You are exactly the same as Valentino Rossi. You (probably) have two arms, two legs, two eyes and that incredible thing, the human brain. So what makes Rossi, and other top riders, so brilliant at controlling a motorcycle?
A large part is vision. Not some Superman-style X-ray sight, but in the way they use their vision to help go faster without crashing.
Moto GP aces have much less uncertainty to deal with than a road rider. Laps are mostly the same and marshalls flag up any unexpected danger. Nevertheless, top racers work hard at taking in a bigger view of what’s going on. With it, things seem to slow down. And that allows them to speed up.
This high performance vision is just as relevant to road riders. With it, you take in more information without feeling overloaded. You’ll ride better, more confidently and safer.
Keep looking ahead. The sooner you spot the danger, the more time you have to react.
Vision has a dangerous trick to play on us: Target Fixation. When danger appears in your line of sight, the tendency is to not take your eyes off it. The problem is, we tend always to go where we look.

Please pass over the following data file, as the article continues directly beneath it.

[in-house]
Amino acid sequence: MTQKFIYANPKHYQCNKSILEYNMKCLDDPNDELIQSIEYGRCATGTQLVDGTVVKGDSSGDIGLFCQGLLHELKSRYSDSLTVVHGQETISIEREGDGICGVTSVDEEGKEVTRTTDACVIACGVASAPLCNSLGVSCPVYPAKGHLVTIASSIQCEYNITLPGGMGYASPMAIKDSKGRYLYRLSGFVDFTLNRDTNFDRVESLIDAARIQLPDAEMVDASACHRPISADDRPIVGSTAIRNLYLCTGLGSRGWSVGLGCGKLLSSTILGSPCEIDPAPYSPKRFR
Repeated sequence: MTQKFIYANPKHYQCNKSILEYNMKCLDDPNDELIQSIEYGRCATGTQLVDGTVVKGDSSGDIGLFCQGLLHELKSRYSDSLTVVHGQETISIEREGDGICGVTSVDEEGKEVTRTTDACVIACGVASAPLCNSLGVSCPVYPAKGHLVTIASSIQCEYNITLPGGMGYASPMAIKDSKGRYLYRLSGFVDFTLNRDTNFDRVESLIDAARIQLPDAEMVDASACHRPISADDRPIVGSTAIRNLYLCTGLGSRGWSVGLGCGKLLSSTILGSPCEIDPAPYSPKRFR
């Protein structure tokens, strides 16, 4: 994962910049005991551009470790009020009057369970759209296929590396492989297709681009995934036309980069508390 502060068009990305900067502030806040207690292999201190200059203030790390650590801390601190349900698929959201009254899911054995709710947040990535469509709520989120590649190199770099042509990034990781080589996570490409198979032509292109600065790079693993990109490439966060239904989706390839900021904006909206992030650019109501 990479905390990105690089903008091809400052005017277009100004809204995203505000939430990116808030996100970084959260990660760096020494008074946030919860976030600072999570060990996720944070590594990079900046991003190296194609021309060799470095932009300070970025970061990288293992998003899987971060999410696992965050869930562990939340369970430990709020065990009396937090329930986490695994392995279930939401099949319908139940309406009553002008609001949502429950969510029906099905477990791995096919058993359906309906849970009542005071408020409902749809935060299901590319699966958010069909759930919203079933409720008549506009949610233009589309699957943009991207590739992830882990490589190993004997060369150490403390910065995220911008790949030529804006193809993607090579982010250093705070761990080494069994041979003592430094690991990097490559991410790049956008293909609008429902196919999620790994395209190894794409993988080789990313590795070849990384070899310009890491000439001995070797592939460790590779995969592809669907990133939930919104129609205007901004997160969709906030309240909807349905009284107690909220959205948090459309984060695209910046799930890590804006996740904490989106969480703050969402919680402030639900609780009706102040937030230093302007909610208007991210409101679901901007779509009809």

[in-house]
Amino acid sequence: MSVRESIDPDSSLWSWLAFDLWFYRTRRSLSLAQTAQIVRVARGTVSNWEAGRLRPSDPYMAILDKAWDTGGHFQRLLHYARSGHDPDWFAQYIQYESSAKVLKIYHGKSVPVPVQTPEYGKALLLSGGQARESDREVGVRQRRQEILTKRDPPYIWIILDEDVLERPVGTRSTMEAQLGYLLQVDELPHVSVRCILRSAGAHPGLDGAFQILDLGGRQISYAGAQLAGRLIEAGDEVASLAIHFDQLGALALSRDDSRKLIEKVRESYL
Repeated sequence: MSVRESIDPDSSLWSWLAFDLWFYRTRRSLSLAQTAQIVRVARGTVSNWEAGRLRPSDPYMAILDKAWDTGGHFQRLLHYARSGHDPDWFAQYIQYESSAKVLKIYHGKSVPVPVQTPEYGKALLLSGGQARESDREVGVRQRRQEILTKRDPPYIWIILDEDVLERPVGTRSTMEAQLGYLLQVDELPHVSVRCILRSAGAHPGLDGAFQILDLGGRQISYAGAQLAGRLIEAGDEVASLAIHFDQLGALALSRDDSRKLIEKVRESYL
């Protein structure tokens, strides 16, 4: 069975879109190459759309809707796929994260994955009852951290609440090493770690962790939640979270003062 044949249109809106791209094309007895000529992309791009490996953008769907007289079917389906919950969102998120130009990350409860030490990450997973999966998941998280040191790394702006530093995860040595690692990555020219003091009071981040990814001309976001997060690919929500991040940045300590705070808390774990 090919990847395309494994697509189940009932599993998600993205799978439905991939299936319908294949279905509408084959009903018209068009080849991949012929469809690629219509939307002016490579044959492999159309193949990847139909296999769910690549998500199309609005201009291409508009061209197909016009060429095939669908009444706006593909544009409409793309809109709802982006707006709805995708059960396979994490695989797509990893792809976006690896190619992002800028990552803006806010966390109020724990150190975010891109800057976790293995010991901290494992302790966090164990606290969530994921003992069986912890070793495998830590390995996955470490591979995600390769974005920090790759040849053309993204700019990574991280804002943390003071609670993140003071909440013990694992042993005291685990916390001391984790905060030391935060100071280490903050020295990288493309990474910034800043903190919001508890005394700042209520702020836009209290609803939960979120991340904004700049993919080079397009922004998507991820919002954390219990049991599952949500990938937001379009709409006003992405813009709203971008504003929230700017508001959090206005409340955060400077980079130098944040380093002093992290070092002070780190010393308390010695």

See where this is going? Correct, right towards the source of danger. You need a plan to counter target fixation. And you need to train your brain’s vision skills to follow it. Always look at the escape route, not at the danger.
You only have so much attention to go around. When there’s a lot going on in your field of vision, it can be hard to track it all. One simple way to ensure you have enough attention, is not to rush into situations too fast.
Slow down, and things happen slower. Suddenly, you have heaps of attention. You avoid target fixation because you can easily scan around and look for a path to avoid the danger. On your next ride, try it.
Target fixation’s dangerous friend is tunnel vision. When danger builds quickly we tend to shut out everything but the source of danger. You can train yourself to counter this by using peripheral vision.
Keep looking ahead but try to change which part of the picture you concentrate on. Sweep the road ahead from closer in to much further away, then around the sides of your vision. Work at it and things will seem to slow down. Any target looks smaller; the paths to avoid it almost endless.